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Panama - Elections 05 May 2019

The field of presidential candidates for Panama's May 2019 election was expected to solidify in late 2018. With current President Juan Carlos Varela of the conservative Partido Panamenista (PPa) ineligible to run for re-election, a frontrunner had yet to emerge. In primary elections scheduled for September and October 2018, respectively, Fitch Solutions believed former president Ernesto Perez Balladares of the center-left Partido Revolucionario Democratico (PRD) and Panama City Mayor Jose Isabel Blandon of the PPa will likely win their respective parties' nominations. The center-right Cambio Democratico (CD) party nominated Romulo Roux, a corporate lawyer who served as foreign minister from 2012-2013.

Corruption will be a key issue for the voters. Varela and the PPa have been criticised for failing to address the lack of transparency within Panama's financial services sector, evidenced by the allegations emerging from the 2015 reveal of the Panama Papers. In a separate incident, Varela admitted to receiving campaign funds from Brazilian construction company Odebrecht during his 2009 vice presidential campaign. Meanwhile, former president and CD founder Ricardo Martinelli, who appointed Roux to serve as foreign minister and recently tweeted his endorsement of Roux's candidacy, was extradited to Panama from Florida in June and awaits trial for allegedly operating an espionage campaign against his political rivals. Finally, Perez, who served as president from 1994-1999, was charged with money laundering while in office in October 2010, though the charges were later dismissed. He was later fined for criminal slander in 2012 for calling Panama's comptroller general a 'narcocriminal'.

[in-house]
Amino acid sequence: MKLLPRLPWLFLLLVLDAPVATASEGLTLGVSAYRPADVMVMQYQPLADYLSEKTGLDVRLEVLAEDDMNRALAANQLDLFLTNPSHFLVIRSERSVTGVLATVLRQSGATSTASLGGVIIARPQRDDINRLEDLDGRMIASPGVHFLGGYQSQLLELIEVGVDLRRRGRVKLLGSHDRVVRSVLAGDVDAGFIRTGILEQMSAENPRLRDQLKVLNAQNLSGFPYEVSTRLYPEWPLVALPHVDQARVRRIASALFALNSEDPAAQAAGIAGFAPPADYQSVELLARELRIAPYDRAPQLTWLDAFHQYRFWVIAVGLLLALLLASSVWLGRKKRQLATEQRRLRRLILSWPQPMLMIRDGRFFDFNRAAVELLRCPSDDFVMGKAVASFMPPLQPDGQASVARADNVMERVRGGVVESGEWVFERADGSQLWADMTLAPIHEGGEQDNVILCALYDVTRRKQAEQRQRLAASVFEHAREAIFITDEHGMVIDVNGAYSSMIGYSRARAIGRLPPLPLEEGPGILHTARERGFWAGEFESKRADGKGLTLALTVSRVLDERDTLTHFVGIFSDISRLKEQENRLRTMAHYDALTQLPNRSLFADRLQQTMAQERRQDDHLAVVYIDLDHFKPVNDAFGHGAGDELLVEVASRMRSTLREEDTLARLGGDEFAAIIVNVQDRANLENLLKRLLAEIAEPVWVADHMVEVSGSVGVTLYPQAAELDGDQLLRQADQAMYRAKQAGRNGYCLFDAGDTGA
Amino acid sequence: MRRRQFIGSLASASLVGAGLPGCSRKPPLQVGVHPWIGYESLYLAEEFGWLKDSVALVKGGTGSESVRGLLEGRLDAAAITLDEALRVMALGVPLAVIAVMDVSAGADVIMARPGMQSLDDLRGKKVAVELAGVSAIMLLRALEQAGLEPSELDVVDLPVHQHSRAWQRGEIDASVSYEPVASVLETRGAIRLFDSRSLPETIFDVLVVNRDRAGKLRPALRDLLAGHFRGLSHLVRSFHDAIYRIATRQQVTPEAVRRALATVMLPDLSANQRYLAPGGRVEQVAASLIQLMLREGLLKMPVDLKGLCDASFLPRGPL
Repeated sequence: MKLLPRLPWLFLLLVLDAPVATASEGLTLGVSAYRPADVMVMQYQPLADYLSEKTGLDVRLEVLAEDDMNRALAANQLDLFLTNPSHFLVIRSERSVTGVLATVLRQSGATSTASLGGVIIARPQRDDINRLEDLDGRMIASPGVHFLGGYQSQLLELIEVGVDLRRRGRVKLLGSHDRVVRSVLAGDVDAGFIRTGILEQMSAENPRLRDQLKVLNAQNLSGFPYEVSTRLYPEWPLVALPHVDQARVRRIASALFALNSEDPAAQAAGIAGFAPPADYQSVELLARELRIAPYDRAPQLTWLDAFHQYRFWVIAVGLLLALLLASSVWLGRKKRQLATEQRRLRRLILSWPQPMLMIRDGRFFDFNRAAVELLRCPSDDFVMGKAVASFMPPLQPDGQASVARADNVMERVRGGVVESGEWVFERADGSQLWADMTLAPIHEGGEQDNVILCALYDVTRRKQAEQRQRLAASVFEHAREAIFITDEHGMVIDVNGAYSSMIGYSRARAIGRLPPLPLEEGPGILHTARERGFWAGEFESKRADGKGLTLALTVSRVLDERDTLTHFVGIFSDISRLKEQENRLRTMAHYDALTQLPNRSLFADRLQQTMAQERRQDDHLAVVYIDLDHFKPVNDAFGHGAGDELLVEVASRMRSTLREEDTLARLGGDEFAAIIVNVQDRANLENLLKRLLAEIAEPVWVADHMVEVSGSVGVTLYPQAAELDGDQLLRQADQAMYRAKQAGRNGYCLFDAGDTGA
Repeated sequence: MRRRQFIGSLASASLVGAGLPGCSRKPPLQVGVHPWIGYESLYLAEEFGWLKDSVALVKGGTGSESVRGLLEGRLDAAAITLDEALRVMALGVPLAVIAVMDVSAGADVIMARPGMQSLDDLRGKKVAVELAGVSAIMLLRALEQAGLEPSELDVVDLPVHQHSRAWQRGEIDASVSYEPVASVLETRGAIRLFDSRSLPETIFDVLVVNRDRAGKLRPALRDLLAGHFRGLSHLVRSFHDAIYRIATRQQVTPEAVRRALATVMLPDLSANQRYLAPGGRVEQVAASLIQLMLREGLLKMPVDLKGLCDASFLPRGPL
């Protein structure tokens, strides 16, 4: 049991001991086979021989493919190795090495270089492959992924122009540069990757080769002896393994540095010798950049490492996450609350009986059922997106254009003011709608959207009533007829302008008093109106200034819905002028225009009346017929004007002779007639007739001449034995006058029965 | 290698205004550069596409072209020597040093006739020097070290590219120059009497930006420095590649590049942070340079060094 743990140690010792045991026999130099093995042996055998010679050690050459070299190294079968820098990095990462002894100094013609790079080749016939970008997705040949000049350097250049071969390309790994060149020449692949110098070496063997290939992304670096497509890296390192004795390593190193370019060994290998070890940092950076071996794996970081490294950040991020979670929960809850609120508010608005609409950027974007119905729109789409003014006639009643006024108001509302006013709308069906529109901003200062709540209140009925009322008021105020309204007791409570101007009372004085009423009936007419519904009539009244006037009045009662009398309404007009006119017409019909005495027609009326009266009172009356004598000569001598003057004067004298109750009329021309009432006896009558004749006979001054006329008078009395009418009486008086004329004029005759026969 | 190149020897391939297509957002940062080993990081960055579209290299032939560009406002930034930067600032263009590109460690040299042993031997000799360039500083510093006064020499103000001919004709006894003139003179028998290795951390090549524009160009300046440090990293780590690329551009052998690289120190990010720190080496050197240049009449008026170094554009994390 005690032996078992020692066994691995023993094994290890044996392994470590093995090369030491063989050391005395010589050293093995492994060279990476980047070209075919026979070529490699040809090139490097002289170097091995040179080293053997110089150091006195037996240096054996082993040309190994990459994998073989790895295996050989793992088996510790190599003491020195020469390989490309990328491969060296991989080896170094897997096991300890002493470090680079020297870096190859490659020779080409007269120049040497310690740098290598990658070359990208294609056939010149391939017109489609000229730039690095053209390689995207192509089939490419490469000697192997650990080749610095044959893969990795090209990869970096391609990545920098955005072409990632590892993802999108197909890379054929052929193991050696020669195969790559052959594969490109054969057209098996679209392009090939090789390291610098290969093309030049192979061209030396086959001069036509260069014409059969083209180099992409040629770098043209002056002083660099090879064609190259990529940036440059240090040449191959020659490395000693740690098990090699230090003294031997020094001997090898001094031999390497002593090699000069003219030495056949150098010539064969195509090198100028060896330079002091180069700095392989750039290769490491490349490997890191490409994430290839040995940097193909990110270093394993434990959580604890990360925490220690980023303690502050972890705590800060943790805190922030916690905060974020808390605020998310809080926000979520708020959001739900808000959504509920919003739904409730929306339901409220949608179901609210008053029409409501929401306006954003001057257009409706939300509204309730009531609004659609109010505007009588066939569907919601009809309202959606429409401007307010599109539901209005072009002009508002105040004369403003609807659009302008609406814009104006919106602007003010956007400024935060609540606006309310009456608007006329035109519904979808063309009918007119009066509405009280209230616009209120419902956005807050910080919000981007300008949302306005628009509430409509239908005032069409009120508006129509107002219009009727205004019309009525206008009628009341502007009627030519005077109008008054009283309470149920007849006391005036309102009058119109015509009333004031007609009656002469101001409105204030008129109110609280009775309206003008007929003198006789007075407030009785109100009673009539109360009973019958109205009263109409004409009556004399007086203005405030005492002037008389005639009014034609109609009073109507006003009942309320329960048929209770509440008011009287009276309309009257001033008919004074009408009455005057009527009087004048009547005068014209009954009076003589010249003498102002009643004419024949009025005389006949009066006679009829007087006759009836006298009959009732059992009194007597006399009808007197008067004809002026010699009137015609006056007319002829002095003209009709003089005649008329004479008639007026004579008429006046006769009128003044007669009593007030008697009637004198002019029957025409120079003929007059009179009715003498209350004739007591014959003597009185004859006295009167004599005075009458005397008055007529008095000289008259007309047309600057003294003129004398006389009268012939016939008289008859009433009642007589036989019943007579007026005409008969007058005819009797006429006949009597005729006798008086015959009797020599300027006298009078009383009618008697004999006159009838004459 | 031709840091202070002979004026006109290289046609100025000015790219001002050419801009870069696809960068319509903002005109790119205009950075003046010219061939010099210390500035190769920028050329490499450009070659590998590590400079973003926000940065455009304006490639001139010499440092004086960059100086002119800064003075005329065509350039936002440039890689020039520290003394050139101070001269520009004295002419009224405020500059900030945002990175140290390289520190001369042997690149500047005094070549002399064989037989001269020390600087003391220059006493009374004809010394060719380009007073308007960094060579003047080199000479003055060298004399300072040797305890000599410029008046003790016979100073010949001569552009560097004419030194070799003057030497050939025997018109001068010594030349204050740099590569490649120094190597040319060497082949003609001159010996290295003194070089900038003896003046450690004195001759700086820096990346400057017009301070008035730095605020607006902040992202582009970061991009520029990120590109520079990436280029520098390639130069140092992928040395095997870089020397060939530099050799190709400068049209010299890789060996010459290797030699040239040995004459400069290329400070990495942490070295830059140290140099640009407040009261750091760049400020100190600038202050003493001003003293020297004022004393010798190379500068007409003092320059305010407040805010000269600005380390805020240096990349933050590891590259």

The next administration will likely maintain orthodox, pro-growth economic policies. Since the end of military rule in 1989, all three major parties have been committed to pro-growth policies that have ushered in an era of sustained economic growth, transforming Panama into a services and logistics hub in Latin America.

The presidential candidate of the Democratic Revolutionary Party (PRD), Zulay Rodrguez, said 09 September 2018 that upon reaching the presidency, his commitment will be to call a national agreement, implement a new law on public procurement, and prohibit the state from contracting with companies indicated by acts of corruption.

The deputies of the Panameista Party do not fear the campaign of no to reelection. Eleven of the sixteen who currently have a legislative seat applied to return in the May 2019 elections. Those who submitted their nominations to the different positions of popular election by the Panameista Party today begin their period of 45 days of campaign, which allows them to carry out proselytizing activities and publish political propaganda for their primary elections to be held on Sunday, October 28. According to the electoral calendar, from Tuesday, September 11 until midnight on Thursday, October 25, 2018, these parties may conduct proselytizing activities to capture the sympathy of the electorate.